All of the Steelers Killer B’s were a mess at one point or another last year.
Bell never played.
Brown went AWOL.
Ben threw a lot of picks.
And Boz missed too many kicks.
Heck, even Jordan Berry struggled punting at times. But he seemed to get back on track toward the end of the season. That never seemed to happen for his kicking partner, Chris Boswell, though.
Wes Uhler and I interviewed Berry on Steelers Nation Radio and ESPN Pittsburgh last week at the Pittsburgh International Auto Show. We talked to Berry about Boswell’s bad year. Was it more a mental issue or physical problem?
“I’m not in his head so I really can’t tell that,” Berry said. “But he’s got one of the best kicks in the league.
“He was definitely hitting the ball well.”
Maybe the issues were from the neck up, then. For his part, Berry said that when it comes to his discipline of punting, the wires usually get crossed upstairs far more than they do mechanically.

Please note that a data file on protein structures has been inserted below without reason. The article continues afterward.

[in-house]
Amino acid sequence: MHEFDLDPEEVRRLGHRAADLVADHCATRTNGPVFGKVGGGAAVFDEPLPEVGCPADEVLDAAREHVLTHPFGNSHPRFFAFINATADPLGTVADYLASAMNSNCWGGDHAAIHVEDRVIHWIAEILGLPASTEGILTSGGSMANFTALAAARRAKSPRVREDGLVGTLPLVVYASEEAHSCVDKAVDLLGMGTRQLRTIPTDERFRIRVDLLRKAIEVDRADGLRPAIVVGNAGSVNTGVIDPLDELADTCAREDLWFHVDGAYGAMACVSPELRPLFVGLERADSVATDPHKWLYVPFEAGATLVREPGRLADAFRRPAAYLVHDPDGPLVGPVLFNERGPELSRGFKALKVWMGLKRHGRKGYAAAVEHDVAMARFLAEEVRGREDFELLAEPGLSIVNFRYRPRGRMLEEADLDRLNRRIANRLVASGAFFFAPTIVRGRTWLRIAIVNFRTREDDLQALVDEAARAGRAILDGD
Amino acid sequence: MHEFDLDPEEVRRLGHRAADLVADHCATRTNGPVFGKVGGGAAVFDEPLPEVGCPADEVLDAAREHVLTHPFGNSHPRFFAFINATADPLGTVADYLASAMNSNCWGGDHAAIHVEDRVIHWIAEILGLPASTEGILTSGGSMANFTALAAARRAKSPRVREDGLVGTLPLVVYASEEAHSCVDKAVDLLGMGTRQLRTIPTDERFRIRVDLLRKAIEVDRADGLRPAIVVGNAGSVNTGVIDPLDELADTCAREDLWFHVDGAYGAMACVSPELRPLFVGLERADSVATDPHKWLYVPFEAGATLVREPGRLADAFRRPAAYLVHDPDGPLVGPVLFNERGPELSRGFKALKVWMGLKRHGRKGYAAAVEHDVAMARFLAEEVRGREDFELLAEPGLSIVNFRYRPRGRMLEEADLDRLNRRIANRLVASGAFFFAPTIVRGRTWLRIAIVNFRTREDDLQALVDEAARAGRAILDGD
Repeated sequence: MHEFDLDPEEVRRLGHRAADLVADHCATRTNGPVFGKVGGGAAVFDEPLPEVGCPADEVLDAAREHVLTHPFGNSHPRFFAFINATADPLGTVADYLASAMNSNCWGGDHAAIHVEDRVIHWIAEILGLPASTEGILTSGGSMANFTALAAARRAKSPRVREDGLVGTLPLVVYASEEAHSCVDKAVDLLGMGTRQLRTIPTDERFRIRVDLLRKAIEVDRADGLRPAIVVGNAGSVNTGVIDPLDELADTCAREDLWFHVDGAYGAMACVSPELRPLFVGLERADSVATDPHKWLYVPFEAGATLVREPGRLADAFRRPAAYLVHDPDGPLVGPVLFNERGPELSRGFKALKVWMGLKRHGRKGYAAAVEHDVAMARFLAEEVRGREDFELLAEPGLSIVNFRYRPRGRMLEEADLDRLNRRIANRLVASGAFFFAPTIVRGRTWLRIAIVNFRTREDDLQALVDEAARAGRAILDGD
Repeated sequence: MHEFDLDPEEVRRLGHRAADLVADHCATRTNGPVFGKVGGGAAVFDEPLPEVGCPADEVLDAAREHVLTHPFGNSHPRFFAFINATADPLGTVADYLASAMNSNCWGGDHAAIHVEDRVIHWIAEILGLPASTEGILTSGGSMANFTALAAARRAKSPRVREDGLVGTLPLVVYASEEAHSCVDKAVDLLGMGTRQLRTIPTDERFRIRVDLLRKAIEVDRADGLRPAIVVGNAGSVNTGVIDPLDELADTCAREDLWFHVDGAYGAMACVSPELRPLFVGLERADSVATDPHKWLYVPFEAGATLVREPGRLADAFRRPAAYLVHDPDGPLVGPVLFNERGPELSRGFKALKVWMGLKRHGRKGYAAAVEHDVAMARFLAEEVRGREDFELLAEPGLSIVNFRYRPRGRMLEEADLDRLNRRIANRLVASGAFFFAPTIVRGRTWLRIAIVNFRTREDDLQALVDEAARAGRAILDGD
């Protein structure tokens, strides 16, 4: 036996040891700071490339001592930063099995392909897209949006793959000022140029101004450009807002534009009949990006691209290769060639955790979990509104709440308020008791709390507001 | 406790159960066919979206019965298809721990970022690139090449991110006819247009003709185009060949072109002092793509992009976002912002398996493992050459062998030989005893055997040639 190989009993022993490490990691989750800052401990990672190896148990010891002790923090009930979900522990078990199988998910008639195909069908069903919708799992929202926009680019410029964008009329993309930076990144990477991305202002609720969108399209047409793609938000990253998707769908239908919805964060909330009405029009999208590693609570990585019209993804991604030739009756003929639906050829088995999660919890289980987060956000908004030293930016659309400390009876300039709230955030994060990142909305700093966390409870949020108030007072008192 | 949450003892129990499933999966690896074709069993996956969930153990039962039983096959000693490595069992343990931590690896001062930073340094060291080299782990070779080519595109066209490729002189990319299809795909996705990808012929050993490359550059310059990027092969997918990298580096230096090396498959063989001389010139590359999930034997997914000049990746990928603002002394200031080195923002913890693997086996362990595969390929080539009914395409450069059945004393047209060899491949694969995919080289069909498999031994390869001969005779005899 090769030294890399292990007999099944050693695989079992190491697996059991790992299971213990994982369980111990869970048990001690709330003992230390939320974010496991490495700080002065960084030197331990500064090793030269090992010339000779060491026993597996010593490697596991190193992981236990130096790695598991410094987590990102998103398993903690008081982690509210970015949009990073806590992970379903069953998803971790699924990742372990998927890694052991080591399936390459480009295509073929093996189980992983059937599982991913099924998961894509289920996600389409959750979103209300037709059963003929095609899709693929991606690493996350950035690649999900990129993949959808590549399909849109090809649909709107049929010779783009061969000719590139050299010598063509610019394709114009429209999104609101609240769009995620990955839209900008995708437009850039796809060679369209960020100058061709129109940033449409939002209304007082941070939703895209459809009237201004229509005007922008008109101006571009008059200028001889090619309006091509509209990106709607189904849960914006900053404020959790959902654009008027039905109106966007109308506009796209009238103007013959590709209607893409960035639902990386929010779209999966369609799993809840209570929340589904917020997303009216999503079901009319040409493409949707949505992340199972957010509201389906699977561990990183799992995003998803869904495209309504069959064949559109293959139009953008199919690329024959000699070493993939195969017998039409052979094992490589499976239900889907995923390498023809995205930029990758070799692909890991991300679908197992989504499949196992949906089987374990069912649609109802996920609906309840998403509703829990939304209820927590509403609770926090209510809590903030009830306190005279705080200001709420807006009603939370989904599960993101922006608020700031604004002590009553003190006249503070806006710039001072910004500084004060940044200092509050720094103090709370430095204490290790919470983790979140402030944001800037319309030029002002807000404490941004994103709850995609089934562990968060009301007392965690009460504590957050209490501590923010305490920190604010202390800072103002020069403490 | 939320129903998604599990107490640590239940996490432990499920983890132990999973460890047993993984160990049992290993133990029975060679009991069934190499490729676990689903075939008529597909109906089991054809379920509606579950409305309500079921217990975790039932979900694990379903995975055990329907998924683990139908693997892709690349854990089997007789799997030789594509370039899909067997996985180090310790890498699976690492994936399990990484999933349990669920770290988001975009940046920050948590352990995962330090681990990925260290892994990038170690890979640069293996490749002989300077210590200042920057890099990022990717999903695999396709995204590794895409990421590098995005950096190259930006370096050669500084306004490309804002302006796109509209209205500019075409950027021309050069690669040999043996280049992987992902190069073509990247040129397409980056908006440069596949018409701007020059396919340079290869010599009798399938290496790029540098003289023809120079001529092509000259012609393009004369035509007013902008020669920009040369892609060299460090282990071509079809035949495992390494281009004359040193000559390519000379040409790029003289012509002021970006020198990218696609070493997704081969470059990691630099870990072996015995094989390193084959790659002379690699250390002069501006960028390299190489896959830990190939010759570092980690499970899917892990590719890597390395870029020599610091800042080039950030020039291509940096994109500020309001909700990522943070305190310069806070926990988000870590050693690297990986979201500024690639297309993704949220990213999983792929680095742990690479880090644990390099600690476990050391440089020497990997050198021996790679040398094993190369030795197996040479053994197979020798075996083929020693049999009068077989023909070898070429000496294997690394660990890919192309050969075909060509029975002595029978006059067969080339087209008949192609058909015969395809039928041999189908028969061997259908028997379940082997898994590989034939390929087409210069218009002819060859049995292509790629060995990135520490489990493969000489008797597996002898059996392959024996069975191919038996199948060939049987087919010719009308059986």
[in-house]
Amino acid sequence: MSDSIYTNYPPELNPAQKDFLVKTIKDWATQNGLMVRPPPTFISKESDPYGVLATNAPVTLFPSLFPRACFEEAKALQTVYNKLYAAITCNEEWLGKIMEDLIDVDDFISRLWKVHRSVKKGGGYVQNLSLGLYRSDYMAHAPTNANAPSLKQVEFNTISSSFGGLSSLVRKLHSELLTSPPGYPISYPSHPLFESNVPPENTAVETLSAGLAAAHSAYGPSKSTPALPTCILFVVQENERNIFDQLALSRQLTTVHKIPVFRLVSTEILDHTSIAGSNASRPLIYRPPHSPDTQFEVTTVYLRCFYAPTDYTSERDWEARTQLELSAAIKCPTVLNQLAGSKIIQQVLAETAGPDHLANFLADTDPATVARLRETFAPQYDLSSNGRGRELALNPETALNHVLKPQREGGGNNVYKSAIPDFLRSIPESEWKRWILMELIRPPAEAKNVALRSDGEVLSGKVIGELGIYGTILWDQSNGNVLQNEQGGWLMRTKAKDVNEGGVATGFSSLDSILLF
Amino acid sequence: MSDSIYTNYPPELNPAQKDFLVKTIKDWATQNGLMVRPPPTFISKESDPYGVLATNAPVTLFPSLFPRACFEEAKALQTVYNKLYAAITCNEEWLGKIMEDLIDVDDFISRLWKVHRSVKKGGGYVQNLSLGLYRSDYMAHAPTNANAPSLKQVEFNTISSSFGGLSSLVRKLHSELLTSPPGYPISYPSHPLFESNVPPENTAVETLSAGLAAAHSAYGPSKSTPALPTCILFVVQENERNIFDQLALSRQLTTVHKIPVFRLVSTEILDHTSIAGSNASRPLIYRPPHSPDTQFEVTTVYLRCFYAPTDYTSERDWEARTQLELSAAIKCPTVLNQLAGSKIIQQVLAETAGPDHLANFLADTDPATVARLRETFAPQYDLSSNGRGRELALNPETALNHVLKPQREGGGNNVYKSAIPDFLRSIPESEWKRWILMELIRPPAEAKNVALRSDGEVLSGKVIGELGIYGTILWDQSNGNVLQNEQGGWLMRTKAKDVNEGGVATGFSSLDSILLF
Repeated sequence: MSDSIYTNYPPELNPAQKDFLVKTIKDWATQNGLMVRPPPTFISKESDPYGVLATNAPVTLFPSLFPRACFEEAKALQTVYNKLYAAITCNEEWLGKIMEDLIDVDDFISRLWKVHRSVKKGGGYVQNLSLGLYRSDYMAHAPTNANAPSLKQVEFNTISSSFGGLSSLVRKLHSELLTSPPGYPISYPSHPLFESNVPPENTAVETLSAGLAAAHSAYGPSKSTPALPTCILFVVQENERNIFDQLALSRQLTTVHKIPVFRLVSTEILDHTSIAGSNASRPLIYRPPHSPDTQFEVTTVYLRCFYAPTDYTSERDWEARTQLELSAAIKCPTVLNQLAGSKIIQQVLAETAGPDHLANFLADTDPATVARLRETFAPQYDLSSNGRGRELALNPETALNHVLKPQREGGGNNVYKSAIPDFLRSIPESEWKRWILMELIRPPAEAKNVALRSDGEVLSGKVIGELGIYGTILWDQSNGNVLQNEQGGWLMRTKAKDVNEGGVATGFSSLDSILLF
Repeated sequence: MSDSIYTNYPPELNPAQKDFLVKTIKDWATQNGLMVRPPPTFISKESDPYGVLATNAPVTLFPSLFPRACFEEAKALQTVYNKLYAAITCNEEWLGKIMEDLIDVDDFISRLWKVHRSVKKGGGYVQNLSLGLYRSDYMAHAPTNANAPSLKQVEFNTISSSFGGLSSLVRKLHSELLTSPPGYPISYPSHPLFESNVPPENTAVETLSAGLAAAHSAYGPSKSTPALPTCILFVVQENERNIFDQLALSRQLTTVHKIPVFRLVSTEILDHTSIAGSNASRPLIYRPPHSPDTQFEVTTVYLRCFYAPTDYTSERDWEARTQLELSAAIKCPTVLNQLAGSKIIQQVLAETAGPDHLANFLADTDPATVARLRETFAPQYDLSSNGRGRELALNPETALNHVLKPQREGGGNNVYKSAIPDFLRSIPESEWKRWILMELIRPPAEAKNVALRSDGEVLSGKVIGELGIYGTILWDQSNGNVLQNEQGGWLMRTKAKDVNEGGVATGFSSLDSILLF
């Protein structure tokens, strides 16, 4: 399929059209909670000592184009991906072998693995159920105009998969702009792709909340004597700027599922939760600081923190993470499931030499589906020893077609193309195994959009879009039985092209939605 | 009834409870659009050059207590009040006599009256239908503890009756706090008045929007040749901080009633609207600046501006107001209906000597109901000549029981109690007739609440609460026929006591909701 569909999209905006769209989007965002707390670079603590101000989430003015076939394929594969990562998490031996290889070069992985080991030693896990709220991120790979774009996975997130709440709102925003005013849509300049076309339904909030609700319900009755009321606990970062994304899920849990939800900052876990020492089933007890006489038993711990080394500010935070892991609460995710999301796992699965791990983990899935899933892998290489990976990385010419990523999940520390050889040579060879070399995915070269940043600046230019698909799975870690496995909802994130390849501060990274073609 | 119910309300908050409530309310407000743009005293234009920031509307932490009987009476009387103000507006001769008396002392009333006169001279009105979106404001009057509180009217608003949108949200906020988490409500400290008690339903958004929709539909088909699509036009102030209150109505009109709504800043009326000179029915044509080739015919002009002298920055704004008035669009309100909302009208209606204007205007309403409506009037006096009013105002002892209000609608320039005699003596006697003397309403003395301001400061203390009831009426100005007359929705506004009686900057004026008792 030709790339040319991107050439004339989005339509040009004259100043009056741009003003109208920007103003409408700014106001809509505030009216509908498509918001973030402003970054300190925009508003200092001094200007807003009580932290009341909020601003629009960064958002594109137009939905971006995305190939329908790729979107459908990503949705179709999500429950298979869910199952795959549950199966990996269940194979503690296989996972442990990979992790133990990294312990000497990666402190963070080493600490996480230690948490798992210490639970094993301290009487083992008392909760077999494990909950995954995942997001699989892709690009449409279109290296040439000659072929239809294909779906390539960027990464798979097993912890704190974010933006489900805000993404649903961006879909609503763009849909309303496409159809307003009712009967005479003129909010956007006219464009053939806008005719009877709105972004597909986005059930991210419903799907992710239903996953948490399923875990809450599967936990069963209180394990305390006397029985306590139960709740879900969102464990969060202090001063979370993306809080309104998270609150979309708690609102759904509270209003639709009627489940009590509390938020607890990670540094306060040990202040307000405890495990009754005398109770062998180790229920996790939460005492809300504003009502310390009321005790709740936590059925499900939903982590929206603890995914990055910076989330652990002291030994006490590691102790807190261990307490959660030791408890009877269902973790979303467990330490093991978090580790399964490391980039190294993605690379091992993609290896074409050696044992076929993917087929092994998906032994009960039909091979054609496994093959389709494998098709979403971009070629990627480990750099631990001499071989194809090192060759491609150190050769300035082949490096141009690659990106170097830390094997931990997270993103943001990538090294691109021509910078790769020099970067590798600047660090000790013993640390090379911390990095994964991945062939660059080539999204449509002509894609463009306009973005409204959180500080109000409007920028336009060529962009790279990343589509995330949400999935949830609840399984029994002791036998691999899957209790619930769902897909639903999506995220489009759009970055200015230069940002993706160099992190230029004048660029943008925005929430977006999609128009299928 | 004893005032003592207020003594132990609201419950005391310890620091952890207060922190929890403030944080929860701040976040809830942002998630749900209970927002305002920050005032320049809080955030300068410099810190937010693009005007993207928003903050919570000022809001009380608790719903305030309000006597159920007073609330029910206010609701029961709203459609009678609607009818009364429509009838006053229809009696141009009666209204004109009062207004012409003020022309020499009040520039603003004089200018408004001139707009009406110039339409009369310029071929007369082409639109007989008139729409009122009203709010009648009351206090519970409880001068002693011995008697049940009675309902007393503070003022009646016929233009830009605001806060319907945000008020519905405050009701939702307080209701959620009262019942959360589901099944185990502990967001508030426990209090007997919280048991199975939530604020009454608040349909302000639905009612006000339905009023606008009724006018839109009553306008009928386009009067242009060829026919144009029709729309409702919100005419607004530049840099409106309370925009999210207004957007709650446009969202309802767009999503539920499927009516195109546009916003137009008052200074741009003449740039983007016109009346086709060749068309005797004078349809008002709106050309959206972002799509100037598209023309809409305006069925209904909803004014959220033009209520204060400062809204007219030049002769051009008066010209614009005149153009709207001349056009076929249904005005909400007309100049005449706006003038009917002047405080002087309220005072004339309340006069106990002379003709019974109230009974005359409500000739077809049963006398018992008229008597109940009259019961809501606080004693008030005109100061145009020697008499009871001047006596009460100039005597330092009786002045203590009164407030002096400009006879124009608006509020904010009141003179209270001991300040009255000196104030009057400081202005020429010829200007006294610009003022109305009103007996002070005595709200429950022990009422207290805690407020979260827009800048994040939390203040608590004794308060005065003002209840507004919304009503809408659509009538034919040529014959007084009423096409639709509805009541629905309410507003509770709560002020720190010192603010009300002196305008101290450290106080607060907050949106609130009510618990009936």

“I feel like the mental part of it is the majority of — if not 90 percent — of what we do,” Berry said. “No one in the NFL is going to have horrendous technique. But it’s that mental aspect of being able to stay on top of things from the first day of OTAs right through to game days and into the playoffs.”
Now the question for Berry becomes whether he will be back with the Steelers next year. The 2018 campaign was a bit bumpy for Berry early. Head coach Mike Tomlin even threatened a competition, referring to his punter as “less than varsity.”
Berry was able to straighten out his act as the season went along, however. Even though he is a free agent at this point, he sounded confident about his chances of being resigned in Pittsburgh.
“From what I can tell everything is looking pretty positive,” Berry said. “We just have to let all the money guys sort their stuff out. Just wait to hear some good news hopefully.”
At another point in the interview, we also talked about Berry’s famous trick punt at Eastern Kentucky. It’s the one where he burned an 11-man all-out block attempt from Morehead State by kicking the ball behind the line of scrimmage to one of his gunners.
If you haven’t seen it, it’s worth a watch.
And, yes, it was legal.